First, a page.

The great irony of college football in the past four years is that the season that got Mack Brown dismissed from Texas would have earned Charlie Strong an extension.
Coming off a 9-4 season in which his Longhorns won the Alamo Bowl and finished ranked inside the top 20 of both major polls (and, to be fair, included a 49-point loss to Oklahoma), Brown was more or less an out-of-work coach walking after Texas was blown out by BYU and Ole Miss in consecutive September games.
But the Longhorns rallied, winning seven of eight, including a shocking and retaliatory blowout of No. 12 Oklahoma. In fact, Brown and company so rallied the troops that they entered halftime of a de facto Big 12 championship game at Baylor deadlocked in a 3-3 tie.
Texas eventually fell 30-10 and Brown resigned a week later, signing off with an Alamo Bowl loss to Oregon to conclude an 8-5 season that was thought to be unforgivable at the time but now looks like manna from Heaven after three consecutive 7-loss seasons.
Brown, 65, has not coached since then, but not from a lack of desire.
“There’s no doubt if the right situation came up I would coach again,” he said in an interview with Sirius XM College Sports Nation. “I’m not going to take Sally to parts of the country she doesn’t want to live. She’s already put too much into this to take her and say, ‘Oh, honey…’ I don’t think so. If someone needed me that I trusted I’ve got some good years left and I would definitely look at it. I’ve looked at a couple of things the last couple years and they didn’t fit. I’m not going to force it. I’m not going to coach because I just have to coach but if it was right and it was fun I’d love to make another run.”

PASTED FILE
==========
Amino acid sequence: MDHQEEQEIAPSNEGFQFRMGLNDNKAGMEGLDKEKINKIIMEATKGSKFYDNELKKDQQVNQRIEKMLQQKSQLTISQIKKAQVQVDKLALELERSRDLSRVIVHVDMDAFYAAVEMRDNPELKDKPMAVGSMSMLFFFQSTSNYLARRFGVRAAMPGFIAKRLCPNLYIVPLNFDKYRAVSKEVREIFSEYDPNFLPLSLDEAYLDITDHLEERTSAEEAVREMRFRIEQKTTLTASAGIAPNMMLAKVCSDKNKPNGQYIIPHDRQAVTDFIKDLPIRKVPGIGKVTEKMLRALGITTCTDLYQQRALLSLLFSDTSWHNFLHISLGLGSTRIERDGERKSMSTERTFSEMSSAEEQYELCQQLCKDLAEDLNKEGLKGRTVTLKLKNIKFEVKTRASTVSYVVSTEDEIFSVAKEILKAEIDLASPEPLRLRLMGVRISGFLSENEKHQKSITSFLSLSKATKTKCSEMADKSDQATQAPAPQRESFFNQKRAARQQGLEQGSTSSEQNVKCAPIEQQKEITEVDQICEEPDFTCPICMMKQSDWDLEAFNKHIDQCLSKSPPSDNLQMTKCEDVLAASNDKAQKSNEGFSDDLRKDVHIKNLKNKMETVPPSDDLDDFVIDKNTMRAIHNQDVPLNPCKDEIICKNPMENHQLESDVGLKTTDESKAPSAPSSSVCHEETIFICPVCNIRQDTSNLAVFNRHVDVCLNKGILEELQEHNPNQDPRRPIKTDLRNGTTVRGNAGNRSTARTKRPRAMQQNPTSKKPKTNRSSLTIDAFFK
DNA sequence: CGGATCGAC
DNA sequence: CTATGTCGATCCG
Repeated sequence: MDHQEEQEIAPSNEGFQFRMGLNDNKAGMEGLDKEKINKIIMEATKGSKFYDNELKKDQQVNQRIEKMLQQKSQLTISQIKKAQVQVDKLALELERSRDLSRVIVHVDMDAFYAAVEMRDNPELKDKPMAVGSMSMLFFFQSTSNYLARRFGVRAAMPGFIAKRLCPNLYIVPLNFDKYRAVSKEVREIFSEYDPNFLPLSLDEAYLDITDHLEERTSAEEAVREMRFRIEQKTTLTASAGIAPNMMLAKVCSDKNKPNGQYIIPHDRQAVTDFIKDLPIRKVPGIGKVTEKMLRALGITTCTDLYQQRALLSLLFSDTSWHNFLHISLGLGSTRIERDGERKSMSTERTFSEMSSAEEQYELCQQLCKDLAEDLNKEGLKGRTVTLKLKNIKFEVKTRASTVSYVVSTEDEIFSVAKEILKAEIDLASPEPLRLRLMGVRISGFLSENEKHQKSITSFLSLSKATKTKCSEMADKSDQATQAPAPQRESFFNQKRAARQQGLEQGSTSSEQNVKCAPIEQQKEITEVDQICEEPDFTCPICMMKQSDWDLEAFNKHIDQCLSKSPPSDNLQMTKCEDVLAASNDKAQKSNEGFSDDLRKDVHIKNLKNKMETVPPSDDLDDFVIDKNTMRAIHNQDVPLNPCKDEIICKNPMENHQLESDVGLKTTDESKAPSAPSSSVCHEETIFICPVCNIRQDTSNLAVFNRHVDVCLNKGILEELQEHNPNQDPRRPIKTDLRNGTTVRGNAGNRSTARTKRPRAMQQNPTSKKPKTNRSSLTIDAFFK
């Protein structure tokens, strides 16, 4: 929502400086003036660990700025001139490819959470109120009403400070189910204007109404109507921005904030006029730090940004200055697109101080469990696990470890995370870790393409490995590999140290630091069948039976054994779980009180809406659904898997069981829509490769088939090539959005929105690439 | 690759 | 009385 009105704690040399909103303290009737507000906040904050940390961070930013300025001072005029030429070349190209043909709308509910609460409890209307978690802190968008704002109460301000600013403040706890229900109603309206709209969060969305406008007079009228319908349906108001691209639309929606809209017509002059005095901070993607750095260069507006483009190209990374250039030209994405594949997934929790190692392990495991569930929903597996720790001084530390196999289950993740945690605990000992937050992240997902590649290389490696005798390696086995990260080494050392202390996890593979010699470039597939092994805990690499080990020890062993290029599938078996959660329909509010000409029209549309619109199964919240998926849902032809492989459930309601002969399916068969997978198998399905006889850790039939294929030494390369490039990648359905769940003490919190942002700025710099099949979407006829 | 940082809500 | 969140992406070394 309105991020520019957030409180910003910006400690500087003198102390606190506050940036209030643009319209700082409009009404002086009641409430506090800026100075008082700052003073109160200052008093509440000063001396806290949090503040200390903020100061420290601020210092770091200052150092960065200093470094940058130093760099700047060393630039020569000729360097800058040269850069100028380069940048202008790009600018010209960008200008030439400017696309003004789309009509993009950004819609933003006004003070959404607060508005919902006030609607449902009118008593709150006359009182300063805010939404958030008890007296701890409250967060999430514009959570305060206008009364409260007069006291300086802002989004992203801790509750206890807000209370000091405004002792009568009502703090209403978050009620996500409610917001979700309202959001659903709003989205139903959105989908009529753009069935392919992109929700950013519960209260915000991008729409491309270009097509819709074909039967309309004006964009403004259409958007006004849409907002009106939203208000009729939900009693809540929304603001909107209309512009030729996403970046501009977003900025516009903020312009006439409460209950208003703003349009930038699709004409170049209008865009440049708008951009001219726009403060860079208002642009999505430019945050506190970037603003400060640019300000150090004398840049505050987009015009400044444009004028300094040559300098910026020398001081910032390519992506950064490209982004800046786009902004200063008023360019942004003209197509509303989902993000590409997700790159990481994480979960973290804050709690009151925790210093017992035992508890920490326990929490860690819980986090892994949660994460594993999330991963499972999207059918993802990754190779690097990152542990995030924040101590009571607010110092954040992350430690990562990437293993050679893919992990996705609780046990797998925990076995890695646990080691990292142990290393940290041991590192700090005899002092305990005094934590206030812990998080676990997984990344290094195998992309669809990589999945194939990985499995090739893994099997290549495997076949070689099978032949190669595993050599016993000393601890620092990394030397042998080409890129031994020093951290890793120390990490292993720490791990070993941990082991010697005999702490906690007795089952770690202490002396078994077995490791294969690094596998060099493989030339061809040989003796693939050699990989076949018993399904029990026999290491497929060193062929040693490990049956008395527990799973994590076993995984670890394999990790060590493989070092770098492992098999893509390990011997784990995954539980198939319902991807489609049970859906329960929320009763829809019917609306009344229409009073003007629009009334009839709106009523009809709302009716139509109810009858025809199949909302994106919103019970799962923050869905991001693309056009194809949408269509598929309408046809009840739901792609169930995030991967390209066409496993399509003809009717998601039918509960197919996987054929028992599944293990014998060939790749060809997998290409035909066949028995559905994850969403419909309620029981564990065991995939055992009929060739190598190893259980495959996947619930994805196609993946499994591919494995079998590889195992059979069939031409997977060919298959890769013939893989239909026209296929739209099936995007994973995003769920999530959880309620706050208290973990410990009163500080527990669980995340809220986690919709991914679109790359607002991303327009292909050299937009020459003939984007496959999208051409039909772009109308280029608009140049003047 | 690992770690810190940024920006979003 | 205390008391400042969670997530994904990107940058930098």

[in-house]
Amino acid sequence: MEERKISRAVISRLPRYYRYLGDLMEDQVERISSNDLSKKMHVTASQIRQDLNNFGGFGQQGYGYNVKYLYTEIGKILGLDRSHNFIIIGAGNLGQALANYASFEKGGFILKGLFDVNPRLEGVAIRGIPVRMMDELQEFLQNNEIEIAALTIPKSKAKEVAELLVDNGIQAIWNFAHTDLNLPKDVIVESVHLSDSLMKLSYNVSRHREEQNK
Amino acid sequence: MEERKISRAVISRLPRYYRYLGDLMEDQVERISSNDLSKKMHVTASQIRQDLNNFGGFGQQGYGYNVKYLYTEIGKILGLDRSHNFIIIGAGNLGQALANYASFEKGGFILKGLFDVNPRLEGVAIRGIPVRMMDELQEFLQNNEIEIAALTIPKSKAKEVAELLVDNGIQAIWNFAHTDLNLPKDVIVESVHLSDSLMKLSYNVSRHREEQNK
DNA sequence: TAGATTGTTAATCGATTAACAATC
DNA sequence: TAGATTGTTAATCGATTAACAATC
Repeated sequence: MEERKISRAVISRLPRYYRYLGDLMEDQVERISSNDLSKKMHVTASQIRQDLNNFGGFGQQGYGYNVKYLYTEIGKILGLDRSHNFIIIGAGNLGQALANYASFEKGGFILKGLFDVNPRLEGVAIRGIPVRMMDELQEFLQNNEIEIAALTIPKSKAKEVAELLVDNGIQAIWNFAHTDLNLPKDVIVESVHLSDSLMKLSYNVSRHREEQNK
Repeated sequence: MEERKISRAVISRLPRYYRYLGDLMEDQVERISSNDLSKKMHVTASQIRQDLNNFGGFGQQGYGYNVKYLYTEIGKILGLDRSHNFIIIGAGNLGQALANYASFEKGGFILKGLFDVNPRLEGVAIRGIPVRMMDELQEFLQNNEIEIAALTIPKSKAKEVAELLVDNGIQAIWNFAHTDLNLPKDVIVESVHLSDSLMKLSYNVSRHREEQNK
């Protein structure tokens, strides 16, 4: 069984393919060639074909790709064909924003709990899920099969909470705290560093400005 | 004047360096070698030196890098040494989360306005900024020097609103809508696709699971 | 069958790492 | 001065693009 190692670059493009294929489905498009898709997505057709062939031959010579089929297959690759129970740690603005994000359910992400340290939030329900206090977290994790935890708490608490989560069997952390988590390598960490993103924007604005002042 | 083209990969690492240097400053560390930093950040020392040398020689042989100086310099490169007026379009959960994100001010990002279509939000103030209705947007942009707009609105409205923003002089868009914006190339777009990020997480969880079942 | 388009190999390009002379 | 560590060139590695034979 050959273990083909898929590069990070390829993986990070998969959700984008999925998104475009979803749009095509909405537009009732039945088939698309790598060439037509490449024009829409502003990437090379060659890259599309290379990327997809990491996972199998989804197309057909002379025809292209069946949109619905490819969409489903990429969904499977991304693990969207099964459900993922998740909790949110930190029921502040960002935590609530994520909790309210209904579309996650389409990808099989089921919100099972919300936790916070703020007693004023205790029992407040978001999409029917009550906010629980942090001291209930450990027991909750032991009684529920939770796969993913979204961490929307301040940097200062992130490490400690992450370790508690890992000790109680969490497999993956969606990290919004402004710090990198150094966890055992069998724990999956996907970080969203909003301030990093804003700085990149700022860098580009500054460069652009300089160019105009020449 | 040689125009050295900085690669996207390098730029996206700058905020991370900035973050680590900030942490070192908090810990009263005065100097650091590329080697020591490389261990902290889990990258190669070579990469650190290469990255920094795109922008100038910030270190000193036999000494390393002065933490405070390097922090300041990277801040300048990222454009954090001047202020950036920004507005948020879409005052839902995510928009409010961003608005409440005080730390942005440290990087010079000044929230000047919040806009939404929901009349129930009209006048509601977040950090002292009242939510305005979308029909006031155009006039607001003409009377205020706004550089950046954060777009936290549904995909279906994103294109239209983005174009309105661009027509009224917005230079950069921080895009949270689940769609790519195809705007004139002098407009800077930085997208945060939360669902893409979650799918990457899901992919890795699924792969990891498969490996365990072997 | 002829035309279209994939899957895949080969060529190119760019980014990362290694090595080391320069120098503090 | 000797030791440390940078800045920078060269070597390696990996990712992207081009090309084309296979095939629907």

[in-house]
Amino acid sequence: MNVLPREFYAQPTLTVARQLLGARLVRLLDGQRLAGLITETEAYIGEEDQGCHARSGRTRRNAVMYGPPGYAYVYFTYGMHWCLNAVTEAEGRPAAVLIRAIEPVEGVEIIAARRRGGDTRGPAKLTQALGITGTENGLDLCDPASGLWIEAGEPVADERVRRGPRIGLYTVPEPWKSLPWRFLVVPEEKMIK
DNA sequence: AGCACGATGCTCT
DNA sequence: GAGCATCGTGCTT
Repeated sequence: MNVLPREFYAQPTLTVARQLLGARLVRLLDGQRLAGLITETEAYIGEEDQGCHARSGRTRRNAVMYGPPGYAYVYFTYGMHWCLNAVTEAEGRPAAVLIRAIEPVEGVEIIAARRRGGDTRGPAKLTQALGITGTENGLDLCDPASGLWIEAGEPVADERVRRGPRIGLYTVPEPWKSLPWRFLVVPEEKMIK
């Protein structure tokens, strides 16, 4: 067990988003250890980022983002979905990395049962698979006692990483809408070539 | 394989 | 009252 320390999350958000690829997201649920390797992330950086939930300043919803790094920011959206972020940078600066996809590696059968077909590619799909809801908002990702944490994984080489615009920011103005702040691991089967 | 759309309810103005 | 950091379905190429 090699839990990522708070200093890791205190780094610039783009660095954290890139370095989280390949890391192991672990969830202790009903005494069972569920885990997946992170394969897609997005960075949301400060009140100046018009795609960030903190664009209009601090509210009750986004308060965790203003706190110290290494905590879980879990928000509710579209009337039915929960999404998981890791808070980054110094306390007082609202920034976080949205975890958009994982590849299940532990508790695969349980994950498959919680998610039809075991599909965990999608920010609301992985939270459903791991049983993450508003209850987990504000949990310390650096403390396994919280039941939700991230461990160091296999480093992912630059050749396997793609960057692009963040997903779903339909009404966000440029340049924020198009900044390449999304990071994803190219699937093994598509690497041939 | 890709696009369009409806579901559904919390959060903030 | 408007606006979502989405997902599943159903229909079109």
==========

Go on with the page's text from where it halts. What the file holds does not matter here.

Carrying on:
Brown, who never officially retired from coaching, stays connected to the game through his role as an analyst with ESPN and chaired the committee studying the feasibility of adding football at UT-Rio Grande Valley last year, though his comment above indicates he wouldn’t even broach the subject of moving to Brownsville, Texas, to Sally after living the past three decades in Chapel Hill and Austin.
Most coaches in the College Veterans wing of the FFCA either re-join the game at a lower level than they left (Bill Curry, Georgia State; Butch Davis, FIU) or are still waiting on the right opportunity. There are surely a number of schools that would love to have Brown’s experience and gravitas — the man is on the ballot for the College Football Hall of Fame — so it’s simply a question of Mack finding the right job and the right job finding Mack.